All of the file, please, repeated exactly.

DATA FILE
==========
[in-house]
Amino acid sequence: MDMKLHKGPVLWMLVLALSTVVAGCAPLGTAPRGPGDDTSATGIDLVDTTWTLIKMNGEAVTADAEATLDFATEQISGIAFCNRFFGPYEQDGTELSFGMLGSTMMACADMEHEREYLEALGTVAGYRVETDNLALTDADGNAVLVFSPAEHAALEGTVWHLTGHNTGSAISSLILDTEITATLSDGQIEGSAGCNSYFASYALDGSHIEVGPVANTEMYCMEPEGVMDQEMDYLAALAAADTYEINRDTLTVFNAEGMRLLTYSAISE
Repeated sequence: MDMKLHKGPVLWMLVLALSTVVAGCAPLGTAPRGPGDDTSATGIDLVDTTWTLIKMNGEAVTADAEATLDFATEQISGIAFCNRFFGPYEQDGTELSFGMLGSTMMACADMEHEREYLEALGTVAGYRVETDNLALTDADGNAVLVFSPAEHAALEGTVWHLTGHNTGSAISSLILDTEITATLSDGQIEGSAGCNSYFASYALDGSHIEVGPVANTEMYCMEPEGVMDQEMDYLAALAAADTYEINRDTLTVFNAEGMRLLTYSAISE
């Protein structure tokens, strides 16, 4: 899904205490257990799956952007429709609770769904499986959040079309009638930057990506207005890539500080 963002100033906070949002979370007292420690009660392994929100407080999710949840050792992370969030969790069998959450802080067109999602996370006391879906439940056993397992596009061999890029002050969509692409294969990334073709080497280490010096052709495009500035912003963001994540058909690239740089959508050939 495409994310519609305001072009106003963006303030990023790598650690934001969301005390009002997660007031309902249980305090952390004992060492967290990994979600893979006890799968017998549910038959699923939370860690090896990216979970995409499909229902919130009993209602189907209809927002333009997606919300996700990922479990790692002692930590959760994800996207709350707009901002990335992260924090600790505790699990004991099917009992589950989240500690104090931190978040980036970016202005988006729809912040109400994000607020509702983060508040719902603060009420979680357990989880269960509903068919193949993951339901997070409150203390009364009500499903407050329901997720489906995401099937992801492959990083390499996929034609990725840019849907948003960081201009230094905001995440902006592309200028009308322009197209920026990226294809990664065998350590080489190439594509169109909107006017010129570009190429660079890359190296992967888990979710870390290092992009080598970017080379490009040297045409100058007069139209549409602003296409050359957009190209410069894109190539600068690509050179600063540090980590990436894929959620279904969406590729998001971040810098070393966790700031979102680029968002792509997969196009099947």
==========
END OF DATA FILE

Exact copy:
[in-house]
Amino acid sequence: MDMKLHKGPVLWMLVLALSTVVAGCAPLGTAPRGPGDDTSATGIDLVDTTWTLIKMNGEAVTADAEATLDFATEQISGIAFCNRFFGPYEQDGTELSFGMLGSTMMACADMEHEREYLEALGTVAGYRVETDNLALTDADGNAVLVFSPAEHAALEGTVWHLTGHNTGSAISSLILDTEITATLSDGQIEGSAGCNSYFASYALDGSHIEVGPVANTEMYCMEPEGVMDQEMDYLAALAAADTYEINRDTLTVFNAEGMRLLTYSAISE
Repeated sequence: MDMKLHKGPVLWMLVLALSTVVAGCAPLGTAPRGPGDDTSATGIDLVDTTWTLIKMNGEAVTADAEATLDFATEQISGIAFCNRFFGPYEQDGTELSFGMLGSTMMACADMEHEREYLEALGTVAGYRVETDNLALTDADGNAVLVFSPAEHAALEGTVWHLTGHNTGSAISSLILDTEITATLSDGQIEGSAGCNSYFASYALDGSHIEVGPVANTEMYCMEPEGVMDQEMDYLAALAAADTYEINRDTLTVFNAEGMRLLTYSAISE
């Protein structure tokens, strides 16, 4: 899904205490257990799956952007429709609770769904499986959040079309009638930057990506207005890539500080 963002100033906070949002979370007292420690009660392994929100407080999710949840050792992370969030969790069998959450802080067109999602996370006391879906439940056993397992596009061999890029002050969509692409294969990334073709080497280490010096052709495009500035912003963001994540058909690239740089959508050939 495409994310519609305001072009106003963006303030990023790598650690934001969301005390009002997660007031309902249980305090952390004992060492967290990994979600893979006890799968017998549910038959699923939370860690090896990216979970995409499909229902919130009993209602189907209809927002333009997606919300996700990922479990790692002692930590959760994800996207709350707009901002990335992260924090600790505790699990004991099917009992589950989240500690104090931190978040980036970016202005988006729809912040109400994000607020509702983060508040719902603060009420979680357990989880269960509903068919193949993951339901997070409150203390009364009500499903407050329901997720489906995401099937992801492959990083390499996929034609990725840019849907948003960081201009230094905001995440902006592309200028009308322009197209920026990226294809990664065998350590080489190439594509169109909107006017010129570009190429660079890359190296992967888990979710870390290092992009080598970017080379490009040297045409100058007069139209549409602003296409050359957009190209410069894109190539600068690509050179600063540090980590990436894929959620279904969406590729998001971040810098070393966790700031979102680029968002792509997969196009099947």